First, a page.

Never heard of ‘popcorn lung’ before? If you vape, then there’s a good chance you’re familiar with it. But, it won’t hurt to recap the basics…
Popcorn lung (aka bronchitis obliterans) is a rare type of lung disease, caused by a chemical called diacetyl. Its name originates from the artificial buttery flavour which can be found in popcorn, fruit-flavoured drinks, caramel and some dairy products.
After workers in a popcorn factory became unwell after breathing in the harmful chemical, many leading manufacturers decided to remove it from their products to ensure the safety of their employees and consumers too. Yet despite this, diacetyl is still found in some (not all) e-juices today.
What does it do?
The respiratory disease affects the smaller airways in the lungs – known as the bronchioles – and causes scarring and inflammation. When this happens, it narrows the bronchioles and makes it difficult for your lungs to get the air they need.
- a persistent, progressive and dry cough
- shortness of breath
- breathing difficulty
- flu-like symptoms (i.e. fever)
- unexplained fatigue
- weight loss
- eye, skin, mouth or nose irritation
There have been instances where popcorn lung has been misdiagnosed as asthma, bronchitis or emphysema. However, the symptoms typically occur within 2-8 weeks of exposure and get progressively worse – as opposed to asthma which is more sporadic.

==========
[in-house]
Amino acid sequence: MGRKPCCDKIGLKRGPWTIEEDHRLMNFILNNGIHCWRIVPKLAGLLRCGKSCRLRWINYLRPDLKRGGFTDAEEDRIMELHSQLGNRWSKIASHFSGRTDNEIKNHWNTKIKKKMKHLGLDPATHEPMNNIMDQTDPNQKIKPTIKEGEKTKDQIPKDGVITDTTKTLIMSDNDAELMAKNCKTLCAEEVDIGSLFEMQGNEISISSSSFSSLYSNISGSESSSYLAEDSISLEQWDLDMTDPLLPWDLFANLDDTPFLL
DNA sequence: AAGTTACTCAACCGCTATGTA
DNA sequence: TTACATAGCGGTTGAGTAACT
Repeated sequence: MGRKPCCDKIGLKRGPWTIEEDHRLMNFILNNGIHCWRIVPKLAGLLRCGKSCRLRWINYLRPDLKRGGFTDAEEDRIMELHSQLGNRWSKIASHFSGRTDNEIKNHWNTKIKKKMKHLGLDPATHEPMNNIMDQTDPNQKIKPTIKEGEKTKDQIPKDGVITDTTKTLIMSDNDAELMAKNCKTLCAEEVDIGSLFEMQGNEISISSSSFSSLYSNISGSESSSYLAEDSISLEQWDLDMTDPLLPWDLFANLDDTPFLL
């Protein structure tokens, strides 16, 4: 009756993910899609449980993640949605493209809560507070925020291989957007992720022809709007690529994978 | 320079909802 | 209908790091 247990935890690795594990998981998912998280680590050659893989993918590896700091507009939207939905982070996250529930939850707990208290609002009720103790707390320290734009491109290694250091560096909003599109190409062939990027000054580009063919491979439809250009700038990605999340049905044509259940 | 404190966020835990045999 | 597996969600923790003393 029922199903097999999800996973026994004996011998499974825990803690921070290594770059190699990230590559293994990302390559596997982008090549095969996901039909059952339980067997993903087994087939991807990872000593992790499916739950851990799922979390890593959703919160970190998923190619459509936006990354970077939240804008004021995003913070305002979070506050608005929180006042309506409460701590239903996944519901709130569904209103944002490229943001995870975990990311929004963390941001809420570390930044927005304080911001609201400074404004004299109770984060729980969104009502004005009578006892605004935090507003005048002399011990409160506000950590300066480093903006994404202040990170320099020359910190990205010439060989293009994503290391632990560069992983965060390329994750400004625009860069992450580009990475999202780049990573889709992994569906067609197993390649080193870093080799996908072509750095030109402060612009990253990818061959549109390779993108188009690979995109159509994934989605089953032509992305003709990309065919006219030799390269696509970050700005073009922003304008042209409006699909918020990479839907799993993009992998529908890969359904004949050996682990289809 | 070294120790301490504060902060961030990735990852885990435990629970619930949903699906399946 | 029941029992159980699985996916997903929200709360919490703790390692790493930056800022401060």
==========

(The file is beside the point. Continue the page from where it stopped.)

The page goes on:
What causes popcorn lung?
It can result from exposure to certain harmful chemicals, particles and toxic fumes that are commonly found in microwave popcorn factories and sometimes e-cigarettes.
Other factors that contribute to popcorn lung include:
- respiratory illnesses (e.g. pneumonia or bronchitis)
- viral infections
- collagen vascular diseases
- drug reactions
- lung transplants
Does vaping cause popcorn lung?
Popcorn lung is rare and, although some e-cigarette users may worry about it, there is insufficient evidence that vaping causes the lung condition. Plus, the UK banned diacetyl under the EU Tobacco Products Directive (TPD) in 2016 – meaning that no e-liquids sold in the UK will contain the harmful substance, making them safer to consume.
How to reduce your risk of popcorn lung
Unfortunately, there is no cure for popcorn lung – and the scarring in your lungs is permanent. But the earlier it is diagnosed and treated, the better.
You could try prescribed medications from the doctor, such as inhalers, steroids and antibiotics, or have your name put on the lung transplant list. However, the most effective way to prevent the disease, or at least slow the progression of it, is to limit/avoid exposure to chemicals, like diacetyl!
And, if you vape, always double (or triple!) check the ingredients of your e-liquids before you buy them. Make sure you purchase from a reputable supplier only – someone like Cloudstix – who offer an extensive range of TPD compliant e-liquids.